Date: Wed, 14 Jul 93 10:54:42 CDT From: hinz at memphis.med.ge.com (David Hinz) Subject: Hunter Airstat summary available from me. Greetings! About a week ago, I expressed my frustration at not knowing how to get a Hunter Airstat. The responses were numerous, and I saved most of them. (My mail program is flukey sometimes). If anyone would like a (fwd) of the summary, I'd be happy to e-mail it to you, and if there's enough interest I could forward it to the Sierra listserv. Dave Hinz ObHomebrewComment: Don't you just HATE finishing the last bottle of a batch? It's sort of sad to know that the whole thing is history... Return to table of contents
Date: Wed, 14 Jul 1993 09:11:00 -0700 (PDT) From: gummitch at techbook.com (Jeff Frane) Subject: Hot Break Terminology Judging from the responses I received in regard to my posting on Irish Moss, there is some real confusion about the definition of "hot break". A number of people seemed to think I was advocating adding the IM at the beginning of the boil, which is not at all the case. So let's be clear: the hot break is at THE END of the boil, not the beginning. I can understand the confusion; not only have recent postings by theoretically reliable people made the wrong assertion, but the standard homebrewing texts are remarkably vague on the whole subject. Although I found good information in professional brewing texts, the most lucid explanation is from good old Dave Line, in his Big Book of Brewing, from which I quote with abandon: The "hot break" If you take a sample of the wort in a hydrometer jar and hold it up to the light it should look reasonably clear; clear, but not crystal clear and bright like one would expect in the finished beer. The change in clarity is brought about by the boiling process. A closer inspection of a light coloured wort would show that the dullness is caused by a greyish mist of finely dispersed matter. The mist is due to the presence of haze forming degraded protein matter combined with hop tannins and its derivatives. The behaviour of these nitrogenous substances in the copper is rather remarkable. Long vigorous boils will coagulate these gummy substances and make them insoluble. Regularly observing the clarity of samples taken throughout the boil will demonstrate this fact. A few minutes after boiling commences, the mist forms a haze of small, but visible particles. The particles grow as the boiling ation, coupled with the buffering of hop cones, increases the rate at which these gummy substances combine to form even larger particles. The "hot break" is said to be secured when all the protein matter has formed into flocculating compact lumps. Always check for this condition (but not before at least one hour's boil) by removing a wineglassful of the wort. The thermal cycle of cooling, should, if the break is successful, deposit the match head sized particles at the bottom of the glass to leave the wort above clear of suspended matter. If there are still minute particles in suspension which have not combined with the main masses, then the wort is "undercooked" and boiling must be continued. For those of a more scientific bent, there are similar discussions in DeClerq, who also recommends visual examination of the wort and says: "The appearance of the break serves as a guide to the brewer for the duration of the boil, because it frequently happens that after a good break has been obtained any further boiling gives a turbid wort." Recommendations on the use of Irish Moss range from 15 minutes (Dr. Fix) to 1/2 hour before the end of the boil. - --Jeff Frane Return to table of contents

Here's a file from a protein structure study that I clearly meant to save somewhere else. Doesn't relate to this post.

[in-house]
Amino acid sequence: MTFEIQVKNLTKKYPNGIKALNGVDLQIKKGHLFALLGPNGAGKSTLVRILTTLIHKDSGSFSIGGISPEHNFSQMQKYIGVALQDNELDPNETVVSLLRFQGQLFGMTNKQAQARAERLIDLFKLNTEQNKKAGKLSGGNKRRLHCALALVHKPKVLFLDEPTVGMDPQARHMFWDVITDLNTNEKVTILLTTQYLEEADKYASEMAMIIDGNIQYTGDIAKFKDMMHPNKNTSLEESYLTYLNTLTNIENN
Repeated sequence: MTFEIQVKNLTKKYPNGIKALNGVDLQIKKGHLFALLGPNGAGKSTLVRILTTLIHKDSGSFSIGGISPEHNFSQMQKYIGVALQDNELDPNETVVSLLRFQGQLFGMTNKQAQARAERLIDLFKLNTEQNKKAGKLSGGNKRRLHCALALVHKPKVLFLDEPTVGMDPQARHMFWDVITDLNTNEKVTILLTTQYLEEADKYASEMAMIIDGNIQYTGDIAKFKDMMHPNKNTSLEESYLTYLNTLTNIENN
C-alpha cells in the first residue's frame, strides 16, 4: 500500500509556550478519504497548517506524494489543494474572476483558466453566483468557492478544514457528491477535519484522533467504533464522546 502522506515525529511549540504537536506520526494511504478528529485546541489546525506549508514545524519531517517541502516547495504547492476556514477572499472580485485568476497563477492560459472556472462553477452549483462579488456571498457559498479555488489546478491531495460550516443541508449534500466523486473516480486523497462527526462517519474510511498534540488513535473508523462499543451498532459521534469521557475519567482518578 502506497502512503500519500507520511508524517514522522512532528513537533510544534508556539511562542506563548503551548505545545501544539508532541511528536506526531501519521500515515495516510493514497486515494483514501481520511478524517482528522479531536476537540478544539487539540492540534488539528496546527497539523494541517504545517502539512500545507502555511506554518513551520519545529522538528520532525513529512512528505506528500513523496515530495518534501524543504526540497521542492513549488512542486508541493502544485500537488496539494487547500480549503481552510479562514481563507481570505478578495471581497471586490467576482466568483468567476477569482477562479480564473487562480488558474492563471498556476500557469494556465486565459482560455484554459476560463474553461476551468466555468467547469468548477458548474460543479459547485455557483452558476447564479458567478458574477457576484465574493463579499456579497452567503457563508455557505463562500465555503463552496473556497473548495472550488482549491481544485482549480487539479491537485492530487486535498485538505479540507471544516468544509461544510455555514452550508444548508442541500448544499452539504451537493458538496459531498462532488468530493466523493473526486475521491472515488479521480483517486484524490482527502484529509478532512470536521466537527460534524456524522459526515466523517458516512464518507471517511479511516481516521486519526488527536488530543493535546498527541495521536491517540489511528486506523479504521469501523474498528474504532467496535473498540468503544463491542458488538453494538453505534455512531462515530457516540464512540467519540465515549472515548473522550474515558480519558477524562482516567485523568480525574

Date: 14 Jul 93 11:27:32 EDT From: CHUCKM at PBN73.CV.COM Subject: step mashing temperature formula? Hello brewers, PErhaps someone can help... Does anyone have a formula that will help me with Step infusions in order to hit proper temperatures. eg. I mash in a cooler tun. If I have X pounds of grain at Y degrees, how much 212 degree water must I add to raise the temp Z degrees. Given that I know X, Y, and Z all I need to find out is the 'how much'. Thanks in advance chuckm at pbn73.cv.com Return to table of contents
End of HOMEBREW Digest #1182, 07/15/93